Christian symbols among the nomads, 5th-8th century A.D. ............................................................................................ 79
Georgi N. Nikolov
Die Christianisierung der Bulgaren und das Mönchtum in der Familie des Khans Boris I. Michail
im 9.-10. Jahrhundert ..................................................................................................................................................... 91
Angel Nikolov
Making a new basileus: the case of Symeon of Bulgaria (893-927) reconsidered ........................................................ 101
Lumír Poláček
Mikulčice und das Christentum in Mähren im 9. Jahrhundert ....................................................................................... 109
Béla Miklós Szőke
Kulturelle Beziehungen zwischen Mosaburg/Zalavár und dem Mittelmeerraum .......................................................... 125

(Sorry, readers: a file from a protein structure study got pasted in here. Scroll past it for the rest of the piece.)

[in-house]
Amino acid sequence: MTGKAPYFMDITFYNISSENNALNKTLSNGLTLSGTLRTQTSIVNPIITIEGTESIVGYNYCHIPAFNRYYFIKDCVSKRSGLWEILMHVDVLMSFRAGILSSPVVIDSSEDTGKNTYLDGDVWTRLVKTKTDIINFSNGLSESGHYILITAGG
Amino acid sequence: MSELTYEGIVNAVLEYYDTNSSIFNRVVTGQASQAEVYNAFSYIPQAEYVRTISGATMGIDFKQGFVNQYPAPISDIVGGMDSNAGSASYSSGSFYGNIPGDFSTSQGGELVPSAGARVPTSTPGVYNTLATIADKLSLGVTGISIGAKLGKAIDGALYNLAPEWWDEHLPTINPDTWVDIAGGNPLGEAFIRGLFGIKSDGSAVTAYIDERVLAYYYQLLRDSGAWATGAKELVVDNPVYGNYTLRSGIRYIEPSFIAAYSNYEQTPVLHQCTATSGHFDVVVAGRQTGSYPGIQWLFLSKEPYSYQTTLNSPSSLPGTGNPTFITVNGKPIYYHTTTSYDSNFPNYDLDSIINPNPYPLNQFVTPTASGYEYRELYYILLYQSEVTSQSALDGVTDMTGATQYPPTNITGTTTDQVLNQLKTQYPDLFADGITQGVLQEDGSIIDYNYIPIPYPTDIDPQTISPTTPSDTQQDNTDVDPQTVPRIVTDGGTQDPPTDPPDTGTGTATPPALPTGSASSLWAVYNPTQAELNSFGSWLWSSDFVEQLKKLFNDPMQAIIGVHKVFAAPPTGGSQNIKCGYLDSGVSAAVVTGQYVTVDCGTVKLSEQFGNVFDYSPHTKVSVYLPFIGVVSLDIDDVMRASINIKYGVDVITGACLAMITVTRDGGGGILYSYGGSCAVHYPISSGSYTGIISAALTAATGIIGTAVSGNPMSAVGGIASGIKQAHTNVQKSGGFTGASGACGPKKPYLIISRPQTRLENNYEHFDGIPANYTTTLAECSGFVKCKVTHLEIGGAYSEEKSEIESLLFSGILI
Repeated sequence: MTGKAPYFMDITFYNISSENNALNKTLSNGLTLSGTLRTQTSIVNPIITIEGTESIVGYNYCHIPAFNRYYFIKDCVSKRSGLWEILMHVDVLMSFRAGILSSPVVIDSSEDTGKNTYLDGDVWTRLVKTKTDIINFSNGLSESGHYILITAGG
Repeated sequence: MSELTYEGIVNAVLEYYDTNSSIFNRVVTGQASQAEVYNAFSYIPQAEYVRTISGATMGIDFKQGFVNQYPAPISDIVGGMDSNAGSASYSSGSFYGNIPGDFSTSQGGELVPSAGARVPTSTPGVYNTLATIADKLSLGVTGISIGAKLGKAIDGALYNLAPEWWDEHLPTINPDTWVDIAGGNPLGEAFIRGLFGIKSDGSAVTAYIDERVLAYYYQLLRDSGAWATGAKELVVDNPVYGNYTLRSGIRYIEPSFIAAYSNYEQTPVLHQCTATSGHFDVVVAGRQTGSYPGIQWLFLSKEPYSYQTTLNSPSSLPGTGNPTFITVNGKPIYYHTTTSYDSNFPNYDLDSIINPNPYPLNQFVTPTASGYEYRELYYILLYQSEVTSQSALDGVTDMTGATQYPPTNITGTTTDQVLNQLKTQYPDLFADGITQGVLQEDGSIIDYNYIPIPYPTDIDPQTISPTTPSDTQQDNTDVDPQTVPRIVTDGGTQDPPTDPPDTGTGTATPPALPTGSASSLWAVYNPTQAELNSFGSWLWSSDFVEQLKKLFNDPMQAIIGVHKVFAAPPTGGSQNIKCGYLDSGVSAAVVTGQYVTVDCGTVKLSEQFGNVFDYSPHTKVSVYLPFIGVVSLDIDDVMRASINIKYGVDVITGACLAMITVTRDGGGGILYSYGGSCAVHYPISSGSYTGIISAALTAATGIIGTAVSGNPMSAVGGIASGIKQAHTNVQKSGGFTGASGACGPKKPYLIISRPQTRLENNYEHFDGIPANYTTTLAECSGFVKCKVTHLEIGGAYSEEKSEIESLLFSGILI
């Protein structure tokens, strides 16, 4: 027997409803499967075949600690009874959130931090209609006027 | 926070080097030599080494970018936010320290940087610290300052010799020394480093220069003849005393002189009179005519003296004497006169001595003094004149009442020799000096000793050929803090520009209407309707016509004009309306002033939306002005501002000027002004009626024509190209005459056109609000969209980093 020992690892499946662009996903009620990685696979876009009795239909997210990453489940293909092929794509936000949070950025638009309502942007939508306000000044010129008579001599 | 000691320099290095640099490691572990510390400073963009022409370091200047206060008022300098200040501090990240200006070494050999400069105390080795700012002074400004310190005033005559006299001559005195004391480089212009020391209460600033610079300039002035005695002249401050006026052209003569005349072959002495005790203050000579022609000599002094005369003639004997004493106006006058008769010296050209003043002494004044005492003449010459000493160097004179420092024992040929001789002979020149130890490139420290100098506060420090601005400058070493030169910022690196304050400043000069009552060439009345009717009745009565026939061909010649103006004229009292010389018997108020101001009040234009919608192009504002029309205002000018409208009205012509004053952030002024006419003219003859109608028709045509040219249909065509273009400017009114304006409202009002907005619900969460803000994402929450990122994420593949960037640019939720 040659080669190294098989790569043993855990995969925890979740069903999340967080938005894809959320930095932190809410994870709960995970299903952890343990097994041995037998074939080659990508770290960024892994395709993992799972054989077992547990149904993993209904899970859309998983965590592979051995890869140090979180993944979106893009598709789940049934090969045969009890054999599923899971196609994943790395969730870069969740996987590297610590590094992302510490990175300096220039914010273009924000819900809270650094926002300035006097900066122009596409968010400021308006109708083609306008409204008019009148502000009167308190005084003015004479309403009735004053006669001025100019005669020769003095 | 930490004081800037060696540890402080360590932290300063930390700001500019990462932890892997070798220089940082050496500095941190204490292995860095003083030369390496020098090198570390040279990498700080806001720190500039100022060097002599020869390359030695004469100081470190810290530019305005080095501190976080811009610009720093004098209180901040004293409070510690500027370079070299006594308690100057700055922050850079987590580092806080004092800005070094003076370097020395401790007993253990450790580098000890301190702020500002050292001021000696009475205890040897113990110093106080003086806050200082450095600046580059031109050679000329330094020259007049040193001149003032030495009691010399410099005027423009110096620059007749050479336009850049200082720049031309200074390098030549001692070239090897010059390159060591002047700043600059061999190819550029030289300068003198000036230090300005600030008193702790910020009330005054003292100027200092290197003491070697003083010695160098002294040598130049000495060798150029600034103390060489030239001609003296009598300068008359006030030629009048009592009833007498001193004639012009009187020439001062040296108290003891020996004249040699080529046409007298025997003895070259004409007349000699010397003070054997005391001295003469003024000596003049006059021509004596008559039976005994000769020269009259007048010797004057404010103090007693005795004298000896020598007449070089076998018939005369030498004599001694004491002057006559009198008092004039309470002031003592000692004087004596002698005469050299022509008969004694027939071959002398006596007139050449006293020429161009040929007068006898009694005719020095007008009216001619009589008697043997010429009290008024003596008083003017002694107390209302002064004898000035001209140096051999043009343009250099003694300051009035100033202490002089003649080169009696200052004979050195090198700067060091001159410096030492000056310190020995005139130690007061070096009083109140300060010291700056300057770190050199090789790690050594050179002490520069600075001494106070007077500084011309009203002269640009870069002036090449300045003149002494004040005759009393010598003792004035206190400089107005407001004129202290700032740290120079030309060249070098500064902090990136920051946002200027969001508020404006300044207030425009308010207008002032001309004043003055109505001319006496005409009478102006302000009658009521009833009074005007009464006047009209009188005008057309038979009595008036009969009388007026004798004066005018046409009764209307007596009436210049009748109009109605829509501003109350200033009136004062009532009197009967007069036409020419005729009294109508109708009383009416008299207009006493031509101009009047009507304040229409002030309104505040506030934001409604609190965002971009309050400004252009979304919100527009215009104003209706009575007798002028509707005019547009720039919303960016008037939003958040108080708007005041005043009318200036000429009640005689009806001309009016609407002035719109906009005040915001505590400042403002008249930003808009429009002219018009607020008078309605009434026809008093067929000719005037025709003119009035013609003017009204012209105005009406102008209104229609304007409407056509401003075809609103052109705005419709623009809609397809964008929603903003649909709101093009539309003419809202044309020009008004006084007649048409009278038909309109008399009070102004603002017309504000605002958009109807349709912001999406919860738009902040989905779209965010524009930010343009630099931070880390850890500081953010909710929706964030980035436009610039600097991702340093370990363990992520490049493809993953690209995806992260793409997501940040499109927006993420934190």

Márta Font
Lateiner und Orthodoxe: Völker und ihre Gewohnheiten. Das Beispiel des mittelalterlichen Königreichs Ungarn .........143
Vincent Múcska
Zur Frage der großmährisch-byzantinischen Tradition im früharpadischen Ungarn –
Möglichkeiten der Interpretation ................................................................................................................................... 153
Petr Sommer
Der Heilige Prokop, das Kloster Sázava und die sogenannte altkirchenslawische Liturgie in Böhmen ....................... 161
Jitka Komendová
Rus’-Czech Relations during the Middle Ages as a Historiographical Problem ........................................................... 169
Christian Lübke